In n=1 experimentation, we are free to use any measurement tools we like, including ones that we create, or ones that other people make and share like Danielle LaPorte's Soulful Habit Tracker, or ones that have already been validated through prior research like the Rosenberg Self-Esteem Scale or the Mindful Attention Awareness Scale.
How to Address Bias
In the old days, researchers were supposed to be objective and unbiased. That reflected the belief that it was possible to be unbiased and objective. It also suggested that there is an objective and verifiable reality that we can observe.
This is where we start straying into research philosophy (otherwise known as epistemology: one of my favourite things!), but I will not geek out on that in this post.
Instead I’ll just quote Michael Quinn Patton, who asserts that objectivity is “impossible to attain in practice and of questionable desirability”. He suggests that researchers seek "honest, meaningful, credible, and empirically supported findings” instead.
We can address bias by staying rigorously open-minded about what we observe during an n=1 experiment. We don’t set out to prove anything: we merely to test an idea.
Our goal is healing. To heal, we must learn about what works and what doesn’t work for us, as individuals.
To learn what works, we need to understand what is. Some bias is always present, Our job is to consider how it is affecting our perceptions.
A conscientious approach to n=1 experimentation enables us to address bias. This includes:
- Being systematic Matthew and I can help with that. Our first program, an n=1 workbook kit, is launching September 2nd and it will only cost $24.95.
- Using triangulation Seek a few (aim for three) separate, valid perspectives throughout your n=1. Triangulation counteracts bias by engaging multiple theories, multiple methods, multiple sources of data, and/or multiple investigators. Triangulation is a core element of the Biohack U n=1 method, and is covered in our soon-to-be-launched workbook kit.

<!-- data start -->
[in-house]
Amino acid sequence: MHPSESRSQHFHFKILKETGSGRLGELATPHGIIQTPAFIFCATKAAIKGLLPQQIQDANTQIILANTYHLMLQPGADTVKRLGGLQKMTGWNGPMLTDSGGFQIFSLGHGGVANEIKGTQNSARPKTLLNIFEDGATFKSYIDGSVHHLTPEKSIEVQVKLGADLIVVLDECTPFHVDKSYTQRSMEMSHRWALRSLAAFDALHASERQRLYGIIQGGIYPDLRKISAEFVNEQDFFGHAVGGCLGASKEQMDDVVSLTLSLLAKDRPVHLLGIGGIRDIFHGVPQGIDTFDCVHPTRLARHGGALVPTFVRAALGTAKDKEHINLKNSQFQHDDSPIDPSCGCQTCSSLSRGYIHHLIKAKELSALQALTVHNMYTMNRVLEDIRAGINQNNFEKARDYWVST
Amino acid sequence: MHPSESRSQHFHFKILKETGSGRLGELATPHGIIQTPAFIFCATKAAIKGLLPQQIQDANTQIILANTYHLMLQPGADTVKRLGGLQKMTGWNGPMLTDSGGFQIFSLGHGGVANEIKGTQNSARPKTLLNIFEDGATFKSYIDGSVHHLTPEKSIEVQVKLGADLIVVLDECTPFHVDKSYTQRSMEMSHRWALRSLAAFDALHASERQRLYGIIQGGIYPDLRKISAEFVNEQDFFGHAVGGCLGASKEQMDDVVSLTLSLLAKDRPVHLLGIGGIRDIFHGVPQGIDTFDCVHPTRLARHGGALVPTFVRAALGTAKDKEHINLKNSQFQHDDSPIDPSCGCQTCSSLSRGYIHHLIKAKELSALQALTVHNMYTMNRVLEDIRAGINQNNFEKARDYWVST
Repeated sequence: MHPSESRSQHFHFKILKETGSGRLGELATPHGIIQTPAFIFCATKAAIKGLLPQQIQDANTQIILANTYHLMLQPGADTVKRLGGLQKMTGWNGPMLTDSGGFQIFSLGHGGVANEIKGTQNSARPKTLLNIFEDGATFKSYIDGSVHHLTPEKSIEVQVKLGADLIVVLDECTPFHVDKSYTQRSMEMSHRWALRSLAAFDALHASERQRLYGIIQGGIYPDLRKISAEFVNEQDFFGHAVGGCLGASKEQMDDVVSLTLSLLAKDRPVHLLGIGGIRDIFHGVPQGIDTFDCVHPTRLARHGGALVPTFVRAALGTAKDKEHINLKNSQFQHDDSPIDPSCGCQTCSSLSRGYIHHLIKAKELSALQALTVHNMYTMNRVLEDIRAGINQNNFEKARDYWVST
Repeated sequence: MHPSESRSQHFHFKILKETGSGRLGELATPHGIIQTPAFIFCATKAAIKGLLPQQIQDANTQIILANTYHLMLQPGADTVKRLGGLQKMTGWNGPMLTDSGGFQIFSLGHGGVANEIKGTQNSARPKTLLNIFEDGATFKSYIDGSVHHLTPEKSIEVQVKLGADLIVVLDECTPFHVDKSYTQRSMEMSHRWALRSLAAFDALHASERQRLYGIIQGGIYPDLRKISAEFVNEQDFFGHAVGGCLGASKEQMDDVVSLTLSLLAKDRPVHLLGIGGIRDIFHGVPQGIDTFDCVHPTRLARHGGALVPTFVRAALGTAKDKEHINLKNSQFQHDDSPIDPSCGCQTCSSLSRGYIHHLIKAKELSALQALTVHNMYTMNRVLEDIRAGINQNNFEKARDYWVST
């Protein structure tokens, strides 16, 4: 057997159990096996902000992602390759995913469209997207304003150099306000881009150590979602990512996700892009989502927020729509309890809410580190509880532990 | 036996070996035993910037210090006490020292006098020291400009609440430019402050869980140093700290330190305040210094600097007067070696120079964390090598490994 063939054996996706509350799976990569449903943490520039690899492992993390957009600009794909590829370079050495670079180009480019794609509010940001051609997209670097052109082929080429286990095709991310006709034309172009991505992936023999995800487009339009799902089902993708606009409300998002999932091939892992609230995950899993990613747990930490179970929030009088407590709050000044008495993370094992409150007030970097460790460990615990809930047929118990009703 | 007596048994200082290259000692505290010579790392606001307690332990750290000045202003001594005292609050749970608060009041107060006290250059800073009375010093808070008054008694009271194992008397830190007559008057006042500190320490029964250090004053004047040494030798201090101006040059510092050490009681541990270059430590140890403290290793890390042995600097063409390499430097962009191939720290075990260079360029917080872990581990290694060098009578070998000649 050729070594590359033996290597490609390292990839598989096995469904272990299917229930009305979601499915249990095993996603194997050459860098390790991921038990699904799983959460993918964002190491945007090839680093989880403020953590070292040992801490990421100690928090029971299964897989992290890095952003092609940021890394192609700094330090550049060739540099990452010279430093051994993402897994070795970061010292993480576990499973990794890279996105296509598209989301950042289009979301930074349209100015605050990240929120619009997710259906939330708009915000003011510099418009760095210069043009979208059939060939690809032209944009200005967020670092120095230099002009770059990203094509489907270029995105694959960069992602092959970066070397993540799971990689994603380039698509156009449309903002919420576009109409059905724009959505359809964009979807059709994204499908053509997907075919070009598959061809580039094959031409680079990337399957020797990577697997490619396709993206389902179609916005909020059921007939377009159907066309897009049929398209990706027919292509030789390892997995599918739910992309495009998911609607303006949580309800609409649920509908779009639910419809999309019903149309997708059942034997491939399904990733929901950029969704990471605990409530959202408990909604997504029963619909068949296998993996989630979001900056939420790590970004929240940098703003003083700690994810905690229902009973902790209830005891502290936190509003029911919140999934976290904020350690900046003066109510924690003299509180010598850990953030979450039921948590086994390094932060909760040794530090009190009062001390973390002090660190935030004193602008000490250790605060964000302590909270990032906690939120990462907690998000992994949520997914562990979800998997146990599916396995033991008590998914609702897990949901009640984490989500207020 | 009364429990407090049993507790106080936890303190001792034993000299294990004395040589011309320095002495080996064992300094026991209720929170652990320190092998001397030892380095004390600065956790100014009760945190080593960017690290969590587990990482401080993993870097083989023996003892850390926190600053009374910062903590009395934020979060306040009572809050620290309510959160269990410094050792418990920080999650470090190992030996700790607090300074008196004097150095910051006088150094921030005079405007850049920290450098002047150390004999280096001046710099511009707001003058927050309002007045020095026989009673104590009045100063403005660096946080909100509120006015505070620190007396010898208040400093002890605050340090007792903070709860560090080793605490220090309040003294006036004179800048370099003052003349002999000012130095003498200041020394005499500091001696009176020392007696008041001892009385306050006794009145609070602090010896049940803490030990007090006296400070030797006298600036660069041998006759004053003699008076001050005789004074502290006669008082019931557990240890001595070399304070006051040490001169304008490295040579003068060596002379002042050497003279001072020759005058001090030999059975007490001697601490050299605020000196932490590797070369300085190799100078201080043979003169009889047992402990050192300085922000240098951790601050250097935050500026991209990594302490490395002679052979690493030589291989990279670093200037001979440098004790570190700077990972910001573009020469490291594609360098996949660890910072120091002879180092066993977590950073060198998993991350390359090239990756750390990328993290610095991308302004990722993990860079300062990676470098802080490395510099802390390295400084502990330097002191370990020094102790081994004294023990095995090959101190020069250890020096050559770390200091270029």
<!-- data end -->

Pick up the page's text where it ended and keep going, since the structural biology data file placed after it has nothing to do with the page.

- Considering rival explanations Sound research always considers alternate explanations for what is being observed, to help reduce the chance that our biases and assumptions are colouring our findings. Rival explanations may include the ‘confounding variables’, mentioned above. The point is to learn, not confirm.
- Understanding complexity We are complex systems living in complex systems. Disequilibrium in one system can affect other systems, and that imbalance can spread. This interconnectedness can make it difficult to discern the root cause of symptoms. It can be hard to figure out cause and effect. 'Ambiguous temporal precedence’ is the term for that, and it’s another threat to validity.
- Acknowledging biases A core practice of the n=1 method is to be aware of our biases and how they may be affecting our experiments. Acknowledging bias when reporting results is important.
In n=1 experimentation, the researcher is usually also the subject of the research, leading to interesting considerations in the area of bias. I'll write more about that soon.